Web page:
But looking at the original text more carefully, I do think the translation is a bit misleading and maybe some of the misleading bits of the translation have led a bunch of confusion.

So here is my try at translating a couple of key sentences:
  • "Die anatormierten wir und fanden under andrem auch ettlich oderen alss vasorum spermaticorum, die nit nitsich schlecht, sunder auch krum and by sitz giengen."
  • "We did an autopsy on her and found, among other things, various items of interest such as vasorum spermaticorum which were not dysfunctional but deformed as the legs were and went towards the rear."
The point he seems to be making is that, whatever these "vasorum spermaticorum" are, they are quite functional but just twisted or deformed out of their normal place--much as her legs and feet are, and twisted/deformed in the same general way and direction they were.

And, so far, no mention whatsoever of detestation or disgust.
  • "sy hatt ein bligenen ring an, dorab mir, wil ich sy haßen von natur, seer unlustet."
  • "She had a lead ring on, which I made me feel disgusted, because I abhor them by nature."
The sense of this as near as I can tell is that the dislike (or disgust) comes from the ring. There is no sense whatsoever that he was already feeling a bunch of disgust and now this ring added to it.

It's simply a statement that he really hates this kind of ring (whatever it is) and when he saw it, it made him feel very disgusted ("mir seer unlustet").

So to answer the question, I can't see any indication in the original text that the vasorum spermaticorum are any source of the disgust. The lead ring is the complete source and cause of his disgust.

Here I must again insert my standard disclaimer, that this is written in a 16th Century Allemannic German dialect which makes it at least three times removed from my own mother tongue (ie, German is a second language for me, a dialect more remote yet, and the 16th Century version of that dialect even more so. So any & all corrections are more than welcome!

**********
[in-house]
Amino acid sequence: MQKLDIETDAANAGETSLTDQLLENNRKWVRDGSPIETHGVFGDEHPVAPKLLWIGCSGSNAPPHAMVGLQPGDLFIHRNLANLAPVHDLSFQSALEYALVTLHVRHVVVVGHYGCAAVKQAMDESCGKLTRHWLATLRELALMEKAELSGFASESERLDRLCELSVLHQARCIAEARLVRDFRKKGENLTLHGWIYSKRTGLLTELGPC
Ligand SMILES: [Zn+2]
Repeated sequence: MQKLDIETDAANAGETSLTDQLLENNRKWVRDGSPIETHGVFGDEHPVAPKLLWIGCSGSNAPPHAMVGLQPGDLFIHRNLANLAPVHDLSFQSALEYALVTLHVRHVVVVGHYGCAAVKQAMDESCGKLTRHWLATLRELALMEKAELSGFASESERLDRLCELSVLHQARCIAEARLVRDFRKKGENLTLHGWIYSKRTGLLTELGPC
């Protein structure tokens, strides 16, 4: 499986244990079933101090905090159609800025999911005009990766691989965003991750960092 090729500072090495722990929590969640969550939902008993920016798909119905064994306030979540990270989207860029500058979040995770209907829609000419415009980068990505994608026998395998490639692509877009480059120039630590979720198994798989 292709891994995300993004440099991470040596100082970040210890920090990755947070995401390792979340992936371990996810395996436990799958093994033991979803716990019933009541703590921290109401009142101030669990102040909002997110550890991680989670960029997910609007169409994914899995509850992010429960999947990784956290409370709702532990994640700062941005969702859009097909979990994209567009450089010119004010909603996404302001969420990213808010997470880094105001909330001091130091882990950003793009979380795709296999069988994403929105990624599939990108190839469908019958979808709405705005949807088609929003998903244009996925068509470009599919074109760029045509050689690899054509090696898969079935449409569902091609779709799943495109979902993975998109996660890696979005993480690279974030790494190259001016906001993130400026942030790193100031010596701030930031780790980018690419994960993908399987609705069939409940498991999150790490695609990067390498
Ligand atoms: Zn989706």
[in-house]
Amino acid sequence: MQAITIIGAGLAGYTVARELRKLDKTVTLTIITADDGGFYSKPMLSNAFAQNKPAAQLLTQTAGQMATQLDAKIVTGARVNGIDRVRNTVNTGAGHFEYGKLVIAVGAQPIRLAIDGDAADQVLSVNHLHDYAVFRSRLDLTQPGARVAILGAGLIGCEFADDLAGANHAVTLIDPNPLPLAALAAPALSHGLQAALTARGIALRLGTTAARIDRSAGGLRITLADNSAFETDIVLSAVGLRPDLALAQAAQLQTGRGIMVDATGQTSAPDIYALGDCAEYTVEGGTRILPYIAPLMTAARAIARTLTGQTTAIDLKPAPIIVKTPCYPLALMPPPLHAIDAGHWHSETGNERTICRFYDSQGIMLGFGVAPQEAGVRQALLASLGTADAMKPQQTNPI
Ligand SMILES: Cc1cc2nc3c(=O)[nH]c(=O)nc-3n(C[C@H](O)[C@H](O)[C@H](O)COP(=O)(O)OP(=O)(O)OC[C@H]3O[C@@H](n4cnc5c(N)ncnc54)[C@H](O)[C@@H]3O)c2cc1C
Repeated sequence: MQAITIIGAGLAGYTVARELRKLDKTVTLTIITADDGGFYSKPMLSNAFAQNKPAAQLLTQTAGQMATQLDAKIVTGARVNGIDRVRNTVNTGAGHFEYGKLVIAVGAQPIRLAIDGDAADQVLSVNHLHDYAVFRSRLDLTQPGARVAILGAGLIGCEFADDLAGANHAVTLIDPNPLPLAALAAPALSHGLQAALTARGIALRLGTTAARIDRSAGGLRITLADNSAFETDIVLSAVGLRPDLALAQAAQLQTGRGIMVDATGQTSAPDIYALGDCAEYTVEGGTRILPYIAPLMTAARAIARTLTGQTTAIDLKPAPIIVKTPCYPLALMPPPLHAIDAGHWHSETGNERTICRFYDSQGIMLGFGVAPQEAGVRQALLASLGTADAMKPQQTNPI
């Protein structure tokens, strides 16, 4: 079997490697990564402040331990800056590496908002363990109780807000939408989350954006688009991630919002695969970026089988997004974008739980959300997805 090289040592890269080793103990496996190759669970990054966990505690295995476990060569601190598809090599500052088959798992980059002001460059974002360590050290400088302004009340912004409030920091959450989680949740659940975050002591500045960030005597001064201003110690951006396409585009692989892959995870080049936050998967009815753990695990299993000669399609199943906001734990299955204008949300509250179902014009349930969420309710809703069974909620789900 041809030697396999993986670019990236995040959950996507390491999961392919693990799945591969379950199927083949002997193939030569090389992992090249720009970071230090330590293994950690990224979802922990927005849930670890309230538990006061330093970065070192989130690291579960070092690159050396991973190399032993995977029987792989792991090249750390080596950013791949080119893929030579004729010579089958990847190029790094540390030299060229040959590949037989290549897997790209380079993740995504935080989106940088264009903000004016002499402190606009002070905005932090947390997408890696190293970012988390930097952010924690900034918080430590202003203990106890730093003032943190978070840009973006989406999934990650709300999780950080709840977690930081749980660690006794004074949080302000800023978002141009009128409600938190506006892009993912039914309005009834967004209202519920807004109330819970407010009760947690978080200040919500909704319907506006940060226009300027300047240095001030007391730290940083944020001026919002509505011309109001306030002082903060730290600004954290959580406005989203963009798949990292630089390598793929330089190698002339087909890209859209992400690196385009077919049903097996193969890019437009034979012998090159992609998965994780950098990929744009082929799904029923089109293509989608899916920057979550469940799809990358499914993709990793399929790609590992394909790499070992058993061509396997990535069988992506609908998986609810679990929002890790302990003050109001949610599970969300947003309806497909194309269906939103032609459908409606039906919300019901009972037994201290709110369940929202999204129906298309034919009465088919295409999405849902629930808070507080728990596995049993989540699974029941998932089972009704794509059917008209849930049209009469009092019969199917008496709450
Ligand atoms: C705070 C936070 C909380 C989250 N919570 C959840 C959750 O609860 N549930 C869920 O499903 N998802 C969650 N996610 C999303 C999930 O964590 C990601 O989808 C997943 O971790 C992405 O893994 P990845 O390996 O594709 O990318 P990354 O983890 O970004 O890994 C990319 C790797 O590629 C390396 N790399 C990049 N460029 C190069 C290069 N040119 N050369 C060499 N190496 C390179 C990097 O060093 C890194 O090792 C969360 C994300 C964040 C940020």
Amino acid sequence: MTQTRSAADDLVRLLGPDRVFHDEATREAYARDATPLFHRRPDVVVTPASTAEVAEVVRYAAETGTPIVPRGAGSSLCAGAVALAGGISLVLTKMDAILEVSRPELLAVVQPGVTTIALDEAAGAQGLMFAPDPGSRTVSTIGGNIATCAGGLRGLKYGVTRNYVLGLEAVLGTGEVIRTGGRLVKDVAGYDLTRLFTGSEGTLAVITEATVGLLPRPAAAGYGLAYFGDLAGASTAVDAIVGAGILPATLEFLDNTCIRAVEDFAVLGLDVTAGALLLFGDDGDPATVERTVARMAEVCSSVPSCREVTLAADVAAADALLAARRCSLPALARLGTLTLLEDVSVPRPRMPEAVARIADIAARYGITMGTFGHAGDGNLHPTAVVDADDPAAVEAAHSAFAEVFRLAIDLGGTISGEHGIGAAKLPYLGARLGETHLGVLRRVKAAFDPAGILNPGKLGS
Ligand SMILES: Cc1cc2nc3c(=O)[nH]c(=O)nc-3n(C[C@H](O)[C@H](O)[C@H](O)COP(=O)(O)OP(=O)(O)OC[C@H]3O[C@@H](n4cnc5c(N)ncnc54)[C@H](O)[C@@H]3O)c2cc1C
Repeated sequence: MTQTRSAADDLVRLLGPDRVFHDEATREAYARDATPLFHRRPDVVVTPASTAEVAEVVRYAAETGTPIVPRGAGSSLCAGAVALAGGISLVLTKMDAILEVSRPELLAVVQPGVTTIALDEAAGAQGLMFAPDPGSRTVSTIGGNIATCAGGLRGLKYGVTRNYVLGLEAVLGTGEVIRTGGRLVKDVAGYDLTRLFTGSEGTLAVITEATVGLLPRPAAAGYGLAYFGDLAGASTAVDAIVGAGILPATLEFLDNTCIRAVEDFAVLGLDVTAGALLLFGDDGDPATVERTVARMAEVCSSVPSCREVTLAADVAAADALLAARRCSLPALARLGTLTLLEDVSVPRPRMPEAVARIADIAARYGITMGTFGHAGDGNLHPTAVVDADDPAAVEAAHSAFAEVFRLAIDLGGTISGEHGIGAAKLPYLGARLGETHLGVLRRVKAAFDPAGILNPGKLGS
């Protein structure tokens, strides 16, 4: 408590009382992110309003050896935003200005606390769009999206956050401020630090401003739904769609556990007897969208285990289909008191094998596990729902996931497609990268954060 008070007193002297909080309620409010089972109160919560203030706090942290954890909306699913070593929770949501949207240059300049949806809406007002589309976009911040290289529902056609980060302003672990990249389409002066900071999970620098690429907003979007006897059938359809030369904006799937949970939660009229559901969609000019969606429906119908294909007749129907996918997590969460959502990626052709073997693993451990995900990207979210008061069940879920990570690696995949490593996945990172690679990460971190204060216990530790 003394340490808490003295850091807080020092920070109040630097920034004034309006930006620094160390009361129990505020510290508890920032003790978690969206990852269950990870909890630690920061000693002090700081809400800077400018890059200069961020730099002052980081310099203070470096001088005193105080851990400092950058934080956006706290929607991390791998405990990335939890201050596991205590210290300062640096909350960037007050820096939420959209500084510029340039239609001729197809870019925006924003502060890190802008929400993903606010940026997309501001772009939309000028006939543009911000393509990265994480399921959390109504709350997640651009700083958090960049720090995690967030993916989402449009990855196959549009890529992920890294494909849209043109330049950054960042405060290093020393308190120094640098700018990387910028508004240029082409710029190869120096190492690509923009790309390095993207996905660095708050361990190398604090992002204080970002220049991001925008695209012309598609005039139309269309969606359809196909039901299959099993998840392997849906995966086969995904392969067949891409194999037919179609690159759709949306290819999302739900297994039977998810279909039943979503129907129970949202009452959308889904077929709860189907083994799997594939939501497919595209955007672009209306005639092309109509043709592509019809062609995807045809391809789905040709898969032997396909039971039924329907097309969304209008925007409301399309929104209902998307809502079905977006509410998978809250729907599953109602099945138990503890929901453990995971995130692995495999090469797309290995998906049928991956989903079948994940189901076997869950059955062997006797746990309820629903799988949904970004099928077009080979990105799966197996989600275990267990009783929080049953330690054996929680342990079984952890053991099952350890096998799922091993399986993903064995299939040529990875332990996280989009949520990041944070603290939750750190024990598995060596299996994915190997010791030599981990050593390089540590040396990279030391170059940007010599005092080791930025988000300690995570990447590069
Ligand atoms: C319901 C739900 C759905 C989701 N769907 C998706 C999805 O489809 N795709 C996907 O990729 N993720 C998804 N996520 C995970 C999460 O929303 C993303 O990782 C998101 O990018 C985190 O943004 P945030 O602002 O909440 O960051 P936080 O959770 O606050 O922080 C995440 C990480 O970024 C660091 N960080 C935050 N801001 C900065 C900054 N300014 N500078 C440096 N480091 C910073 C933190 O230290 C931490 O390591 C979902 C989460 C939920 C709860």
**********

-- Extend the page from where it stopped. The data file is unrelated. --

posted by flug at 9:24 PM on December 17, 2009

  • "sy hatt ein bligenen ring an, dorab mir, wil ich sy haßen von natur, seer unlustet."
  • "She had a lead ring on, which I made me feel disgusted*, because I abhor* them by nature."
I think another little quirk of the translation (including my own above--note the words marked with asterisks) may make this passage more mysterious than necessary to English speakers.

The two words he uses to discuss his dismay about the ring are "unlusten" and "haßen".
  • "lusten" means "want" or "desire" and "unlusten" is the opposite of that. So "dislike". He does us an intensifier "seer"--so make that "very much dislike".
  • "haßen" is cognate with English "hate"--so hate, detest, abhor.
But in English when we hear "detest" and particularly "disgust"--especially given the context here--we start to think about something that is viscerally disgusting, maybe something that would make you feel like puking.

That undertone doesn't seem to be in the original at all. It's more along the lines of strong dislike--related to the object itself in a general way and not particularly because it is associated with a corpse and autopsy--than visceral disgust.

Which (IMHO) makes it easier to believe that a simple object like a ring--maybe just because of superstitious associations with it or the like--might lead to that feeling.
posted by flug at 7:33 PM on December 18, 2009 [1 favorite]

Wow! Thank you so much to those that contibuted to this conundrum, I learnt a lot. In particular flug (and gubo's link to the original) - are above and beyond my expectations. My original scepticism about a simple lead ring (worn on a finger) leading to disgust is disavowed.
posted by tellurian at 9:02 PM on December 18, 2009

contibuted? WTH! it's like the end of the world here, 8:35 and dark as hell.
posted by tellurian at 1:37 AM on December 19, 2009